28

I have 3 instances of application running from different places. All processes have similar names.

How can I kill process that was launched from specific place?

5 Answers 5

55

You can get the application path:

Get-Process | Where-Object {$_.Path -like "*something*"} | Stop-Process -WhatIf

That will work for the local machine only. To terminate remote processes:

Get-WmiObject Win32_Process -Filter "ExecutablePath LIKE '%something%'" -ComputerName server1 | Invoke-WmiMethod -Name Terminate
3
  • 3
    -WhatIf was just a safety switch :)
    – Shay Levy
    Apr 22, 2012 at 10:35
  • 4
    fyi if you match all processes with -like "*" and execute the command, it crashes your system
    – Oleg
    Sep 30, 2012 at 23:44
  • 1
    According to the Invoke-WmiMethod documentation, you should use the new Common Information Model (CIM) cmdlets, introduced in Windows PowerShell 3.0: Get-CimInstance Win32_Process -Filter "ExecutablePath LIKE '%something%'" -ComputerName server1 | Invoke-CimMethod -Name Terminate Dec 6, 2016 at 20:51
7

I would like to slightly improve Shay Levy's answer, as it didn't work work well on my setup (version 4 of powershell)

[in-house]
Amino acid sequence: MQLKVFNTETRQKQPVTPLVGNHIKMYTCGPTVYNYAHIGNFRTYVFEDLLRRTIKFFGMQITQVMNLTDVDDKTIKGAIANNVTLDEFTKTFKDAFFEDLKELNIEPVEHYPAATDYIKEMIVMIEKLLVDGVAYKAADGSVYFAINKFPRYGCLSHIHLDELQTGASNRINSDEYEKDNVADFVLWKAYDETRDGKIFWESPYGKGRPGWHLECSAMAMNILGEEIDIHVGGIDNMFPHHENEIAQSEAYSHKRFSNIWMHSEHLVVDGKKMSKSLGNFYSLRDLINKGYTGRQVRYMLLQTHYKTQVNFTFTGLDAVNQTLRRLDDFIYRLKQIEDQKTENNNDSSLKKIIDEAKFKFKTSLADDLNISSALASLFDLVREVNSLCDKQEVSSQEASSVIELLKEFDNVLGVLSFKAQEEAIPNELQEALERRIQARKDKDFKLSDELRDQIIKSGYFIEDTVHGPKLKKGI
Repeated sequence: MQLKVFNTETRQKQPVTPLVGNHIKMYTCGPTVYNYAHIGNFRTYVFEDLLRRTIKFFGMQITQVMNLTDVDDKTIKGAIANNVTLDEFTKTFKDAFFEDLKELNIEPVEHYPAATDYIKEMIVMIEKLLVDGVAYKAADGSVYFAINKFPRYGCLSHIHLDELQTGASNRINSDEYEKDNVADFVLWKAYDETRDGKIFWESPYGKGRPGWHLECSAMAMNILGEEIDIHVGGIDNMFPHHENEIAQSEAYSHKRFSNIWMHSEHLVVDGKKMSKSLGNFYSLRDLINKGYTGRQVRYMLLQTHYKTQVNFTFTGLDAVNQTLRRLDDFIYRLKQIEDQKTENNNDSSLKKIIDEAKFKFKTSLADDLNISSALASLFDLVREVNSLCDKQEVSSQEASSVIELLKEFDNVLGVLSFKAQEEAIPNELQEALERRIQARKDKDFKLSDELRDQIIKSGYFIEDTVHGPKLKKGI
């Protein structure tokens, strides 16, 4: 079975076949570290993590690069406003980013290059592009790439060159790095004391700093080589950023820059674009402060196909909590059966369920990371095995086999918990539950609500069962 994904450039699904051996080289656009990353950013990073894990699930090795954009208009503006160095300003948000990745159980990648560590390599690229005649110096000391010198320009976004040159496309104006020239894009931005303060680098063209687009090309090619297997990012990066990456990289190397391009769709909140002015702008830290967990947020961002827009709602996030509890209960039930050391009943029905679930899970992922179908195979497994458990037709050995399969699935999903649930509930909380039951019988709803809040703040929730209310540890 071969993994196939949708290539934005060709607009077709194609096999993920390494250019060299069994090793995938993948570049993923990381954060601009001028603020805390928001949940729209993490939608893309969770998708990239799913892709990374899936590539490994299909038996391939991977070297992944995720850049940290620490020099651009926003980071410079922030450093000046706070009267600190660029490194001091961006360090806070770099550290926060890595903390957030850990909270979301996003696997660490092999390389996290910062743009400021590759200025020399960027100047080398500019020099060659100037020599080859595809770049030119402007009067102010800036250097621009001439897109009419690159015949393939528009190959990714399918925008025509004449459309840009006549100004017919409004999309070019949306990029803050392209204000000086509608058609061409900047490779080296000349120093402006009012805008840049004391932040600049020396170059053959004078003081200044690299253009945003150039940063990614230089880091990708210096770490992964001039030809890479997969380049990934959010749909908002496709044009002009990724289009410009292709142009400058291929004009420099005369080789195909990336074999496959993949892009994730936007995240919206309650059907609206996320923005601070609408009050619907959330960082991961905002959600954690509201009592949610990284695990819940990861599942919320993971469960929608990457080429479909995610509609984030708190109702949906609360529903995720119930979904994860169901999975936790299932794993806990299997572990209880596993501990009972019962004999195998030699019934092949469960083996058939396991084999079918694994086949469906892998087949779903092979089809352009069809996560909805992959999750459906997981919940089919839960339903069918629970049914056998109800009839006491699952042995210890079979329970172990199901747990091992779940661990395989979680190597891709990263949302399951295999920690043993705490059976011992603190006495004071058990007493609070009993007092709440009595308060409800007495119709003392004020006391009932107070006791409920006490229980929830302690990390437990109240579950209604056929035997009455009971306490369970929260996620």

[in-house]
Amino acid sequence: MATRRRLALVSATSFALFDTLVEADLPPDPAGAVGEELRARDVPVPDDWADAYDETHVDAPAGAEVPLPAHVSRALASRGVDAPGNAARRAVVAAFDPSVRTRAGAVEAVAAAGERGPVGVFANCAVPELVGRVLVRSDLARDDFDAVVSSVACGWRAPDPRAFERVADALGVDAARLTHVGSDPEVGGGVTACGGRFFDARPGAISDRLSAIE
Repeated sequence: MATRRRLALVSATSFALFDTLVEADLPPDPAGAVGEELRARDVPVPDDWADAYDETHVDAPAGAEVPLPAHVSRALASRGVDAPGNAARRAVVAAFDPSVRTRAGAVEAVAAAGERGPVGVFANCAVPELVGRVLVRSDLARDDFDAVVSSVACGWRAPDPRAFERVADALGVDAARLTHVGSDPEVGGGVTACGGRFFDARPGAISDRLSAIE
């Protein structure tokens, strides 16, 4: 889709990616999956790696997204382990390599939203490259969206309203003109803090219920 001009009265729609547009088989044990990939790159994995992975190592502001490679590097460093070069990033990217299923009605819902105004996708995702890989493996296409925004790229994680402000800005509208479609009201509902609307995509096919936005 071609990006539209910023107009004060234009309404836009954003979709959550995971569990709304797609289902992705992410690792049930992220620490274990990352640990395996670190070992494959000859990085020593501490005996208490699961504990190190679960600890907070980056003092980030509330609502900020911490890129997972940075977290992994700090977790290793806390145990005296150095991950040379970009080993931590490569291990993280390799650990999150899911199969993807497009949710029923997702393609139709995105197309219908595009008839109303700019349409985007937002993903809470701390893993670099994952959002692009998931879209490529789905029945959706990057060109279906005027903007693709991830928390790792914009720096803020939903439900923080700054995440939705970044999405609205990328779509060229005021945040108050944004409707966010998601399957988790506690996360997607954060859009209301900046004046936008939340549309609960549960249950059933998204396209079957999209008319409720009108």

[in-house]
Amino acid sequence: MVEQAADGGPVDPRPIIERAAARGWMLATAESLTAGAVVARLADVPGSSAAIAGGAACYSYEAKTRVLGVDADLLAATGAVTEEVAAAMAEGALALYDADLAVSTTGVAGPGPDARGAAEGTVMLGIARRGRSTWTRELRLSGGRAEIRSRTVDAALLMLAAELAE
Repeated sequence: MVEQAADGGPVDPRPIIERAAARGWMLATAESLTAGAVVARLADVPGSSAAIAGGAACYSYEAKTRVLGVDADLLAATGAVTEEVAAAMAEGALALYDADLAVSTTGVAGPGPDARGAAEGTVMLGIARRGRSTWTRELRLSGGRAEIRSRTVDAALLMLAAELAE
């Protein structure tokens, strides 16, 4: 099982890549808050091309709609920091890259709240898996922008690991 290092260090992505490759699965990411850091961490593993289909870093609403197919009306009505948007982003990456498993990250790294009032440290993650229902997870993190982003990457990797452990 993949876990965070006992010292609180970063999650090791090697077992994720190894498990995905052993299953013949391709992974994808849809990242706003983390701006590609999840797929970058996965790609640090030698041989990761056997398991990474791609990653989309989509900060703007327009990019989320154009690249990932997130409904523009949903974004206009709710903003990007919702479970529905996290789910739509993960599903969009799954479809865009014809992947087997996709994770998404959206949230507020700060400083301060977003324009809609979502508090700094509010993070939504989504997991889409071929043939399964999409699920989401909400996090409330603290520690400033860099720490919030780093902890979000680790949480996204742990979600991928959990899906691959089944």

Get-Process | Where-Object {$_.Path -like "*something*"} | Stop-Process -Force -processname {$_.ProcessName}
4
0

You can take a look at the MainModule property inside of the Process class (which can be invoked via powershell).

foreach (Process process in Process.GetProcesses())
{
   if (process.MainModule.FileName == location)
   {
       process.Kill();
   }
}

I'd also consider the possible exceptions that can occur while calling this code. This might occur if you're trying to access processes that are no longer present (killed since the last time GetProcess was called) or processes for while you do not have permissions.

0

Try this: http://technet.microsoft.com/en-us/library/ee177004.aspx

Stop-Process -processname notepad
2
  • Thanks for your answer, but it doesn't solve my task.
    – rpeshkov
    Mar 20, 2014 at 21:20
  • Ahh, agreed. I didn't notice you need to kill one not all. You can always kill the process by ID :) Like "kill 1432" or something.
    – Roland
    Mar 21, 2014 at 15:32
0

The below command kills processes wherein "something" is part of the path or is a command line parameter. It also proves useful for terminating powershell scripts such as
powershell -command c:\my-place\something.ps1 running something.ps1 from place c:\my-place:

gwmi win32_process | Where-Object {$_.CommandLine -like "*something*"}  | % { "$(Stop-Process $_.ProcessID)" }

The solution works locally on my 64bit Windows 10 machine.

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